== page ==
Master Class: How to grow your company using remote teams – with Jason Fried

Tim Bray co-founded two companies and helped invent XML. Then he went to work for Google, a job he loved. So why did he quit?

Google wouldn’t let him work from home.

“[Many of today’s job seekers] actually like their current job,” says Jason Fried, founder of Basecamp and author of Remote: Office Not Required. “But they don’t want to have to go to the office every day. They don’t want to fight the commute and the traffic.” Or, like Bray, they don’t want to move to another city.

And that’s good news for companies that allow telecommuting. “There are great people all over the place,” says Jason, “and when you permit yourself to hire anybody, anywhere, you’re just increasing the talent pool available to you. What business wouldn’t want to have access to more talented people?”

In his Mixergy course, Jason shows you how to manage a remote team. Here are three highlights from the course.

1. Make Time for Rapid Fire


One of the biggest problems with a remote team is time zone differences.

“Let’s say you’re working in Chicago, and someone else is in New Zealand,” says Jason. “It ends up taking about 24 hours to ever get feedback on something, and that ends up being too slow.”

So how do you speed up communication?

Add some overlap

Team members who work together should have a few hours of overlap.

“You want those moments during the day when you can have rapid fire back-and-forth,” says Jason. “But then the rest of the day, the next five hours, or whatever it might be, you can go off and do your work in a quiet environment where you’re not being bothered.”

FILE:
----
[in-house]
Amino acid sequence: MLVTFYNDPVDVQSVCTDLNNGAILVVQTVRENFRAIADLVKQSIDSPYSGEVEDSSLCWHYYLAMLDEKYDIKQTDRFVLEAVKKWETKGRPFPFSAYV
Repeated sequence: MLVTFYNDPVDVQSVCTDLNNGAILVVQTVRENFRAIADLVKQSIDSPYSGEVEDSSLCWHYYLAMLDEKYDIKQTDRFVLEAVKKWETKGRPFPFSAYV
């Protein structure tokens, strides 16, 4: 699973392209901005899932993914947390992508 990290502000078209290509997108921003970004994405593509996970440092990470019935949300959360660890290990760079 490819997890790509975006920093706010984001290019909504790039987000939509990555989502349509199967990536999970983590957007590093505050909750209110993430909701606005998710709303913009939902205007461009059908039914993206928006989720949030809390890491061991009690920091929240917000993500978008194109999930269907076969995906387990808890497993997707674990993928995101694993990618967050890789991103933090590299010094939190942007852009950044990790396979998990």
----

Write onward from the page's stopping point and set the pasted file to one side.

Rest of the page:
2. Don’t Let Them Flatline


Regular check-ins are critical for remote teams. But over time, most team members just start going through the motions.

“You end up either doing busywork or…there’s nothing really to talk about,” says Jason. “[There’s a] feeling like we’re forced to talk about something.”

So how do you have more useful and engaging check-ins?

Take their pulse

“Roughly every week…write what we just call our Heartbeat,” says Jason. “It’s basically a summary of what’s been happening since the last Heartbeat, and what we’re planning on working on next.”

But what makes Heartbeats different is that there aren’t a lot rules about how to do them. Team members can include video, screencasts, images or just text. “If we prevented people from having unique ways of presenting their own work, then we’d all be doing the same thing all the time,” says Jason. “And we wouldn’t have a chance to grow, and new ideas wouldn’t come up.”

3. Blow Off Steam


Remote teams need systems and schedules, but it can’t be all business all the time.

“If you want to build a strong team and a loyal team and a team that understands each other, [they need] moments of letting off steam,” says Jason. “Getting to know each other on a deeper level…is not only valuable, it’s critical.”

But how do you facilitate team bonding with a remote team?

Build a virtual water cooler

Give them an online space to goof off a little.

“We use our Campfire chat rooms for all sorts of stuff that is crazy,” says Jason. “We have a room called All Pets where people post silly pet pictures. We have a room for comic book lovers. We have a room for film nerds.”

And the chat rooms bring his team closer together. “[In the chat rooms] you’d find a lot of things that make sense to us, that are inside jokes,” he says. “People bond over these things more than they bond over work.”

Tweetable Insight

”What you can offer top talent that Google doesn’t.” Click to Tweet

Get the rest of the course here.

Written by April Dykman.

  • http://www.internetgeeks.org/ Internet Geeks

    Interesting. I am also building my remote team. Currently we are only 3 working from home. I hired people from my own country (own city to be specific). Thanks for advice. Can you suggest some cool FREE chatting app?

    Cheers!
    Azad

  • http://blog.kwiqly.com/ James Ferguson @kWIQly

    We are a team of five now in three countries, with four external advisers (including a fourth country).

    For us it works – Not mentioned above is trust (there is no point accounting for holidays and hours – but results must matter)

    We have a bi-weekly chat and sub-teams co-operate as necessary.

    There are weaknesses (sometimes sitting together round a desk or over a beer is essential).

    But the strength from flexibility and avoided waste time plus wider geographic coverage is significant.

    Overall I would not want to run a bricks and mortar company again unless it was inherently location oriented.